5. Noise

Noise is a major hazard on site. Excessive noise causes over a period can cause long term hearing problems and can be a dangerous distraction, the cause of accidents. Employers are required to carry out and document a comprehensive noise risk assessment – and issue appropriate PPE (Protective Protection Equipment).

6. Material & Manual Handling

Materials and equipment is being constantly lifted and moved around on a construction site, whether manually or by the use of lifting equipment. Different trades will involve greater demands, but all may involve some degree of risk. Where employee’s duties involve manual handling, then adequate training must be carried out. Where lifting equipment is used, then adequate training must also be carried out, but may involve some form of test, to confirm competency. Records of training must be maintained for verification and kept up to date.

7. Airborne Fibres & Materials – Respiratory Diseases

Construction sites cause a lot of dust, some of which can be toxic mix of hazardous materials and fibres that can damage the lungs. Often the dust is invisible and fine. Just issuing PPE is not enough…employers have a duty to ensure protective equipment is actually used. Failure to do so could render an employee to disciplinary action and in hot water with the health and safety executive. All this activity needs to be logged in a central location for future reference.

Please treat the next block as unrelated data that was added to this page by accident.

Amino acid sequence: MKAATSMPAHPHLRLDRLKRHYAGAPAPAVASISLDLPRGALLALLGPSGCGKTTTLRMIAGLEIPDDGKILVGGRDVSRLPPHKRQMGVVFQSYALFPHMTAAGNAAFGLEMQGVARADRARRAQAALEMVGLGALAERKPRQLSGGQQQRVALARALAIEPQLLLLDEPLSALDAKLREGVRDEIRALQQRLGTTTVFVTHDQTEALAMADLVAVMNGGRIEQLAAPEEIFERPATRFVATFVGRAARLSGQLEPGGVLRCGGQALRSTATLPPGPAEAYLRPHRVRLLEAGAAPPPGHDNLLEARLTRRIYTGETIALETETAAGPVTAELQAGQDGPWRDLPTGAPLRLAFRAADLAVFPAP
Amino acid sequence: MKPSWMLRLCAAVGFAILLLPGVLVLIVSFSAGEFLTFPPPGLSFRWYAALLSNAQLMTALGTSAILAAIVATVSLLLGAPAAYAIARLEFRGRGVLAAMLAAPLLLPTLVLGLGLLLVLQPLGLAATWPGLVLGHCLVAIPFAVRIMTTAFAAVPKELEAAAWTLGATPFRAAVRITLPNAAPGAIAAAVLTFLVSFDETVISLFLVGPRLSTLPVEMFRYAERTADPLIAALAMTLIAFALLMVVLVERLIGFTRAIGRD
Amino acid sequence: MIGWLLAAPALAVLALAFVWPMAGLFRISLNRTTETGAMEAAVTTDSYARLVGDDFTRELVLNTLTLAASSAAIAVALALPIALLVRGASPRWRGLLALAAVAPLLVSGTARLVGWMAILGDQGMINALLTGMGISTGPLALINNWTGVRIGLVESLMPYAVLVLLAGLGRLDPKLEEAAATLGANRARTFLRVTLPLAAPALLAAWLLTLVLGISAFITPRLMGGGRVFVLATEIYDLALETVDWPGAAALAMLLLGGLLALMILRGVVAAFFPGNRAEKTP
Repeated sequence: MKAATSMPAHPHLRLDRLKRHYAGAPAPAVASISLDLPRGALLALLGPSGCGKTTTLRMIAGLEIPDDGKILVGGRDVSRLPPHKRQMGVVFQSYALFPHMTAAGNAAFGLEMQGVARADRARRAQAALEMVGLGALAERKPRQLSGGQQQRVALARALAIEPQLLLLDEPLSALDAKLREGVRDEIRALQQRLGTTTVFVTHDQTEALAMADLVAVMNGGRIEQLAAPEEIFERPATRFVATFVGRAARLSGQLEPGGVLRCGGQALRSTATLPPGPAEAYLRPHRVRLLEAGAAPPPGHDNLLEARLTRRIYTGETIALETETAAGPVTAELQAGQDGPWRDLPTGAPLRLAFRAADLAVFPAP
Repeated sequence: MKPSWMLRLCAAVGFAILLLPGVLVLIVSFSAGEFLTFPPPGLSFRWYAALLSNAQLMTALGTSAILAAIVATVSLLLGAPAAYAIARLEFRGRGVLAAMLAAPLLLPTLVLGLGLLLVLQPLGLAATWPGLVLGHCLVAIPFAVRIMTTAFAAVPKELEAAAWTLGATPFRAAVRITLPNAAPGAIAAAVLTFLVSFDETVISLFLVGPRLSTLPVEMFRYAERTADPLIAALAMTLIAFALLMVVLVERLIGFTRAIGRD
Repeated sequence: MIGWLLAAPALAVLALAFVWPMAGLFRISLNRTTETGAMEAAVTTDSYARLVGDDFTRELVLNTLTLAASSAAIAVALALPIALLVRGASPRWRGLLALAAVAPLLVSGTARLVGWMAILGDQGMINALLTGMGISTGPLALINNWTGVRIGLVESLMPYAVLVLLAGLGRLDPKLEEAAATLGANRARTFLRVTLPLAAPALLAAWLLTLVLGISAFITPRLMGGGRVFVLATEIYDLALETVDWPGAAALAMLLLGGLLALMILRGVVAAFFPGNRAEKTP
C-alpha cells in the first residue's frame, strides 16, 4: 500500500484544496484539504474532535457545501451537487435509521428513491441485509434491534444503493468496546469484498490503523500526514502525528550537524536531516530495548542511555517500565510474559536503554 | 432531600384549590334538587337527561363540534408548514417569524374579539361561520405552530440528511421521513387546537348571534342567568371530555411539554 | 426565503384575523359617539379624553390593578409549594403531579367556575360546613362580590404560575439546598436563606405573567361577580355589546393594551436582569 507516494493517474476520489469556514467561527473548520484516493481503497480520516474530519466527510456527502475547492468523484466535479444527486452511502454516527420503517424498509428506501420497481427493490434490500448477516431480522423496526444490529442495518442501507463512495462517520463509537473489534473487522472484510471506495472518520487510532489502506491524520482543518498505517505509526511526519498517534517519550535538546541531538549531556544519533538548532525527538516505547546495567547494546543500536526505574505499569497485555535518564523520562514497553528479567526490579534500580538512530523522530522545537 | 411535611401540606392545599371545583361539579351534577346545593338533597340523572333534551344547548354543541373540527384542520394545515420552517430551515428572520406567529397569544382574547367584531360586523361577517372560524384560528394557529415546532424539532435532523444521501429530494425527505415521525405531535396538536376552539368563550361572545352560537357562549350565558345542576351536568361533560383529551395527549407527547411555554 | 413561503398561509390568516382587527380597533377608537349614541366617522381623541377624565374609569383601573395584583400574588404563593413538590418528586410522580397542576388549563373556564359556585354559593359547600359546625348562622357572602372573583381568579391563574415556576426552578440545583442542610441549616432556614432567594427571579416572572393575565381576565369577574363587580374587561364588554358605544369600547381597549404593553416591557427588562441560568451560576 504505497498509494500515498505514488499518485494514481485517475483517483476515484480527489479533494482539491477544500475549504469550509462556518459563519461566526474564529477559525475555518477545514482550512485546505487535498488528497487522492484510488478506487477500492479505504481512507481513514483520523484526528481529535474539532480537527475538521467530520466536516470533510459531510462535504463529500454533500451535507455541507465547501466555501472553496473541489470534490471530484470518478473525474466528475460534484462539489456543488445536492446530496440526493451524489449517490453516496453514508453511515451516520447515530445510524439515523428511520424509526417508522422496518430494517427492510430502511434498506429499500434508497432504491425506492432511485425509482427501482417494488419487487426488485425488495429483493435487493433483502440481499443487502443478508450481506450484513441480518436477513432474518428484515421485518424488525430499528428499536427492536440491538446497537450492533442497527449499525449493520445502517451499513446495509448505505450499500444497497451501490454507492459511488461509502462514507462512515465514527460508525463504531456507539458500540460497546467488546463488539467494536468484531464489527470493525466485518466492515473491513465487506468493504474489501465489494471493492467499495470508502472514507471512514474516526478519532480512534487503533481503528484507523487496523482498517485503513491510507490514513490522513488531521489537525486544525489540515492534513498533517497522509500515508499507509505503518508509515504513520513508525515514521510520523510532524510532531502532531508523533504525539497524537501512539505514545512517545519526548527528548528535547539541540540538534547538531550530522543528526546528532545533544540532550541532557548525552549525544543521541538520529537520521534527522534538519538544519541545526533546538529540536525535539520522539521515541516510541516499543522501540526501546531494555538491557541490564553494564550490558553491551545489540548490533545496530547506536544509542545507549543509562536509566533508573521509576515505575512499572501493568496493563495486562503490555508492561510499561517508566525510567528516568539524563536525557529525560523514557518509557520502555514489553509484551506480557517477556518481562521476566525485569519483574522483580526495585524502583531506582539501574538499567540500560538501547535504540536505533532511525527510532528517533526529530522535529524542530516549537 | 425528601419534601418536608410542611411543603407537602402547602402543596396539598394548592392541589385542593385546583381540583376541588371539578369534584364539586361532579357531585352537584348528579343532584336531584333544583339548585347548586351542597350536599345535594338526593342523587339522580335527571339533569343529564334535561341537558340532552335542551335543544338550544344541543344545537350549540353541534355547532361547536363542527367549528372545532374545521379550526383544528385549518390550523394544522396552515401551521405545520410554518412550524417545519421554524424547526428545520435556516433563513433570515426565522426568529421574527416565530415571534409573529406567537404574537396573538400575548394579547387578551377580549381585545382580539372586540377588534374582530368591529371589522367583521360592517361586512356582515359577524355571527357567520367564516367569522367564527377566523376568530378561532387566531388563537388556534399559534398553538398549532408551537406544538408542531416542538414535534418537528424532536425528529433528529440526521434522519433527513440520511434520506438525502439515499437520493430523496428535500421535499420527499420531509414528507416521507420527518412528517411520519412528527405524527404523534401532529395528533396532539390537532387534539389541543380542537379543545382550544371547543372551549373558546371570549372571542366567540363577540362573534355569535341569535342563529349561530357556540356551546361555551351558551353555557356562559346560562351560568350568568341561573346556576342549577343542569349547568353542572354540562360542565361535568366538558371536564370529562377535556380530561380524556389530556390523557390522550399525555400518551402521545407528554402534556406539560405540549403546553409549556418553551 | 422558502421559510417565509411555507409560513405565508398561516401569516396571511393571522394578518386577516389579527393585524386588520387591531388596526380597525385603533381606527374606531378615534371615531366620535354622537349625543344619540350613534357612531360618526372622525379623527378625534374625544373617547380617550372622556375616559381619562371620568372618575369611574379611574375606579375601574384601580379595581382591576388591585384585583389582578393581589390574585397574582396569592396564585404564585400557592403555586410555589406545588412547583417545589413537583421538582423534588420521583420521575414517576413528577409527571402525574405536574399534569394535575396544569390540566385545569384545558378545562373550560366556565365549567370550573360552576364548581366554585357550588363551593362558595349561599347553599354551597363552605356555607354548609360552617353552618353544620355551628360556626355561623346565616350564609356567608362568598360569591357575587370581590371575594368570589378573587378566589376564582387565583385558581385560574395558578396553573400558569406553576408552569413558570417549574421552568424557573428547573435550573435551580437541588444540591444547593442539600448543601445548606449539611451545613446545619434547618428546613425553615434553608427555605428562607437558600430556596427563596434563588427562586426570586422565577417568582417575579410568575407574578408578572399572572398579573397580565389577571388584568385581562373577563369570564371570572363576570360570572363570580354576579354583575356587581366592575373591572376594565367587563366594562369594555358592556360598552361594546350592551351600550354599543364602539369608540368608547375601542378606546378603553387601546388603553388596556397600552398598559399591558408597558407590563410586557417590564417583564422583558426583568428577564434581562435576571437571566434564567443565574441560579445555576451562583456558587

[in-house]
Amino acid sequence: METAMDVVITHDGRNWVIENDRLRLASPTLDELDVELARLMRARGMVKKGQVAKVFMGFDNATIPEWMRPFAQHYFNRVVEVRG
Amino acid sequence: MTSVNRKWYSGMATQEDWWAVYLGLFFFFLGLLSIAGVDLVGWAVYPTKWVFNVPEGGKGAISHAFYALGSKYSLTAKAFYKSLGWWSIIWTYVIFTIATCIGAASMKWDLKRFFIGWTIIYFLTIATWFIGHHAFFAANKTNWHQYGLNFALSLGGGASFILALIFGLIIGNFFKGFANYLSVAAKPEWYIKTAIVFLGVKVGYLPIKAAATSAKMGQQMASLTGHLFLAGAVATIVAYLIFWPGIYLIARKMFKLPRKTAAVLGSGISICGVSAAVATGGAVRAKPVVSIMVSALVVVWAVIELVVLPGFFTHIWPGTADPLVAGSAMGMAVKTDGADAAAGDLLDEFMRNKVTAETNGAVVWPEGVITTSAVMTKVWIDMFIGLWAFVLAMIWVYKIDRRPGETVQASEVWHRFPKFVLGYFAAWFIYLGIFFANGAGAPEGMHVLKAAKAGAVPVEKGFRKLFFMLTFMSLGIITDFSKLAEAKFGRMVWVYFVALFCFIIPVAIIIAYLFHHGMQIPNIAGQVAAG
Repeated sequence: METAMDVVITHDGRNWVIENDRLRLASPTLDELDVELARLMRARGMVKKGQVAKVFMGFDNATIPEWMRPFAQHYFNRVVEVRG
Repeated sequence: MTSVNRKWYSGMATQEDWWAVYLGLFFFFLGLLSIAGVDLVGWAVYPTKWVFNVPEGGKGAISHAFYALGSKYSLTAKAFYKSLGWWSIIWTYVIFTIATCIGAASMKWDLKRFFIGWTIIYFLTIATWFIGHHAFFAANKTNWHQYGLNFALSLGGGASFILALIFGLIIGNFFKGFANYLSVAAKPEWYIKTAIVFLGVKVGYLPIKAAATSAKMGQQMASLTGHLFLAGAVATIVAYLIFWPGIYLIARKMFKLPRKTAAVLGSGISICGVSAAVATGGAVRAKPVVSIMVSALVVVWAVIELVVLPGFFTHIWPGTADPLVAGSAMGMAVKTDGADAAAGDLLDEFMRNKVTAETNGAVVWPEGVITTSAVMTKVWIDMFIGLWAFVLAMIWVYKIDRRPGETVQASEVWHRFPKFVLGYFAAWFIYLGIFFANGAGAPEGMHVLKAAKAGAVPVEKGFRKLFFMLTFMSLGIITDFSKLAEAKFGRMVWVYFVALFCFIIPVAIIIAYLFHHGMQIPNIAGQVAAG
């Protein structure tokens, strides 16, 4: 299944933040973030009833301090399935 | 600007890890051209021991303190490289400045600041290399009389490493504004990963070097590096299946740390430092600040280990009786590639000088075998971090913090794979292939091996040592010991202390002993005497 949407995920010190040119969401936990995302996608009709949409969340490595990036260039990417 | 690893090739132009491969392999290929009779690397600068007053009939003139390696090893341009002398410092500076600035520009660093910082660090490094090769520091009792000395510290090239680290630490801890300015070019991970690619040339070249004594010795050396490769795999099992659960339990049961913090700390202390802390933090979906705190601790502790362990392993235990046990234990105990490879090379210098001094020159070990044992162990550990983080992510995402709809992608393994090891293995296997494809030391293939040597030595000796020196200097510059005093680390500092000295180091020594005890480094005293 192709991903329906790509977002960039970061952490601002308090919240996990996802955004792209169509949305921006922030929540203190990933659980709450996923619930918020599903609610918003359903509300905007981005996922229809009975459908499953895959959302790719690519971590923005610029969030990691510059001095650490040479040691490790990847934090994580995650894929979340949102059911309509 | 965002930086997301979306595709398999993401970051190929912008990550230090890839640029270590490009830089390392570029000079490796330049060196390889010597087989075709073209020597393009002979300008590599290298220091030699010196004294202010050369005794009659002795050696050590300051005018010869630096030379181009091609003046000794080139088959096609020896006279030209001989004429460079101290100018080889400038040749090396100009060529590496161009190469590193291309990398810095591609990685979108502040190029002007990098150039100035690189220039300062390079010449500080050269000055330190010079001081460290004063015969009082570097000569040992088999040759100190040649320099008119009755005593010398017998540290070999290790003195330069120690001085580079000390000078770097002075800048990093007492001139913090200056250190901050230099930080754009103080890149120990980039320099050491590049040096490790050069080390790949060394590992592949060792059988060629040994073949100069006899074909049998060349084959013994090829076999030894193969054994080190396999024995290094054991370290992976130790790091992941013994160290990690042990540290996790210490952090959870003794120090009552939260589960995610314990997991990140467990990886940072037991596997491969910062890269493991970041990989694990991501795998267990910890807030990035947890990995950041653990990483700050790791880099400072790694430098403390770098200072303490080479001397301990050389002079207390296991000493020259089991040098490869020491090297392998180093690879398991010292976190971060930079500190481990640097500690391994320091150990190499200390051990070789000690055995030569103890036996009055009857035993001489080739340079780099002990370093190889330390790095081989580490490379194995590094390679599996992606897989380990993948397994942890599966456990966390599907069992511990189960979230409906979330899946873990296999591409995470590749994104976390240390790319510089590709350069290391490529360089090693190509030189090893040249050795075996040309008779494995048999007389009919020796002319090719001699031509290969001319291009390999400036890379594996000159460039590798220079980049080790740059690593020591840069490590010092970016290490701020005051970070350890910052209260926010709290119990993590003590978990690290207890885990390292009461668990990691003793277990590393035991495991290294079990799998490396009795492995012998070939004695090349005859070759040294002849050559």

8. Electricity

On average, three construction industry workers are electrocuted each year during refurbishment work on commercial and domestic buildings. People working near overhead power lines and cables are also at risk. There are also a growing number of electrocutions involving workers who are not qualified electricians but who are carrying electrical work, such as plumbers and joiners and decorators. Competencies need to be checked prior to contractors coming on site and off limit areas need to be highlighted as part of the induction process.

Mosaic Software – Making Site Management Easier

Behind every construction project there is a need to successfully induct workers, monitor site access and check competencies. Mosaic does all of this and more via an online Network Passport and Smart Card system. With this system one card really does open up a world of innovative site management possibilities.

Please click here to read more about how we can help you manage your projects